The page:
Does it seem logical to dress a child in adult clothes or to expect a child to walk in adult sized shoes? No? Well why not? Because we understand that children are not small adults, they require clothing and shoes depending on their size. These are just two of the simplest things in life that children differ greatly compared to adults. This may seem ridiculous, of course we know children are not small adults. So why is it that we are trying to implant adult medical devices in paediatric patients?
This problem is occurring, as there is not enough paediatric specific medical devices being released into the market. The legal and regulatory framework used by the FDA (US Food and Drug Administration) for paediatric medical devices is complex, and economic or market barriers to medical and surgical device development for children are significant (Statement, 2017). Due to the need of paediatric medical and surgical devices, and the challenges to paediatric development, surgeons and clinicians are forced to used adult sized medical and surgical devices in children. They have to jerry rig the adult device by modifying it in terms of placement in the body or by adding accessories to it to make it work with the paediatric patients. This is called off-label use of the device, when an adult device is used in paediatric patients that hasn’t been specifically tested for these patients. Should paediatric practitioners be forced to adapt medical devices studied and approved in adults for use in very different patients?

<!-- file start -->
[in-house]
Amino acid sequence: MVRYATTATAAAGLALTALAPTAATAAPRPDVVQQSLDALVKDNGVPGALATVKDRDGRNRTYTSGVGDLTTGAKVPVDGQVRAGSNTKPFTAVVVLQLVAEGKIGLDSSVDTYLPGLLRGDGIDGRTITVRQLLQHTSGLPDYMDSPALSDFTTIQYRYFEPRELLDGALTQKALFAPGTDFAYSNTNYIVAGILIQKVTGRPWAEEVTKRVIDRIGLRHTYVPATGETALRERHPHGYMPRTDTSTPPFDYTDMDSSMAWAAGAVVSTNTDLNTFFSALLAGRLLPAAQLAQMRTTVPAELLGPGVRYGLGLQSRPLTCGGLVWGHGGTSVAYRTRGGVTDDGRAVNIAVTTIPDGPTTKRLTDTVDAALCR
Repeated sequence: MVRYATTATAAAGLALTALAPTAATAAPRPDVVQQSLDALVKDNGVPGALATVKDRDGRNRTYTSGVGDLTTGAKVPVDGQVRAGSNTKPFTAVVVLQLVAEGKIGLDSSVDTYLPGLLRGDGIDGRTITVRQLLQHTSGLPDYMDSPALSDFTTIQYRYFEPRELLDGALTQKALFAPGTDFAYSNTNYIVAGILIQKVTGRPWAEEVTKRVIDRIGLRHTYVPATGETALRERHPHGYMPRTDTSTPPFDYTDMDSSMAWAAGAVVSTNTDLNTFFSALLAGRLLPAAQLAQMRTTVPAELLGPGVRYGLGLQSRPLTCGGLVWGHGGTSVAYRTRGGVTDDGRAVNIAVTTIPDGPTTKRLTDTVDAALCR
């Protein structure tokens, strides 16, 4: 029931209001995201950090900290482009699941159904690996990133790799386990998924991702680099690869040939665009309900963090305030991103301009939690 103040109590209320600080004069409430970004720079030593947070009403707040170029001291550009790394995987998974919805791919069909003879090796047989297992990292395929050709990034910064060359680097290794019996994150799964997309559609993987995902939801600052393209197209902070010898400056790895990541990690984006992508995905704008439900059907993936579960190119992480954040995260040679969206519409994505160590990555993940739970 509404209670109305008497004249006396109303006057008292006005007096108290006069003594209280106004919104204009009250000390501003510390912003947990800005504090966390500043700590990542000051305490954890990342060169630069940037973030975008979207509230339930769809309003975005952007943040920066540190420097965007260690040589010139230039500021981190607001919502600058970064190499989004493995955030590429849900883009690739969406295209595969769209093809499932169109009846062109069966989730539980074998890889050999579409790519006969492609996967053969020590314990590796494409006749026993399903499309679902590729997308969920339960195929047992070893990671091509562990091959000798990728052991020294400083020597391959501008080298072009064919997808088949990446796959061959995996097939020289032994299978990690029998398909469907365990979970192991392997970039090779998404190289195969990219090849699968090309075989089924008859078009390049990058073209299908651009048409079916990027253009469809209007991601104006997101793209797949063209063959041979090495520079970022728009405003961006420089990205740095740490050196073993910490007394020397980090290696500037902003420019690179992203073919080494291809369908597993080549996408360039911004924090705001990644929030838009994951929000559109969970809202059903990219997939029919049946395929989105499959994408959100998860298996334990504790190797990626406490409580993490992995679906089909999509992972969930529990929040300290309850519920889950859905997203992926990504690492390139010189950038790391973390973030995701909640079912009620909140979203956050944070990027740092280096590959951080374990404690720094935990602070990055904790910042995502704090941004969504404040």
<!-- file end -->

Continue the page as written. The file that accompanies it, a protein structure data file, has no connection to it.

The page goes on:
Many of the “cutting edge” devices are simply translated from adult research and adult studies for use in paediatric medical devices. Companies looking to develop a paediatric medical device are faced with a large hurdle of looking for suitable paediatric subjects for their clinical trials. These clinical trials are required in order to gain FDA approval.
It’s a complex procedure for any device, but for paediatrics there are added complications. Children are generally healthy, but when they are sick, they usually have rare and complex illnesses. There is often a lack of data relating to these illnesses available to product developers, which means larger clinical studies are required to get a product to market. Clinical trials in children are typically more complex and more expensive to run than adult studies. To add to these costs, paediatric devices rarely qualify for pre-market notification, which exempts them from clinical studies, meaning the company must incur further costs and delays in getting their technology to market. Currently, paediatric medical devices are a high risk and low return investment.
At KidMedTech we’re looking at how this problem can be solved, for the paediatric patients, their families, and their doctors. If you are a domain expert in any of the fields discussed above feel free to get in touch, we’d love to hear from you. Can you join us in changing the future for our children?
This blog is written by Fionnuala McCourt and Clara Hynes from the KidMedTech team and edited by Ellen Le Bas. KidMedTech is part of the 2018 UCD Sustainability Launchpad led by UpThink in association with the UCD Energy Institute. If you have any questions about the Launchpad programme just email firstname.lastname@example.org.
November 6, 2018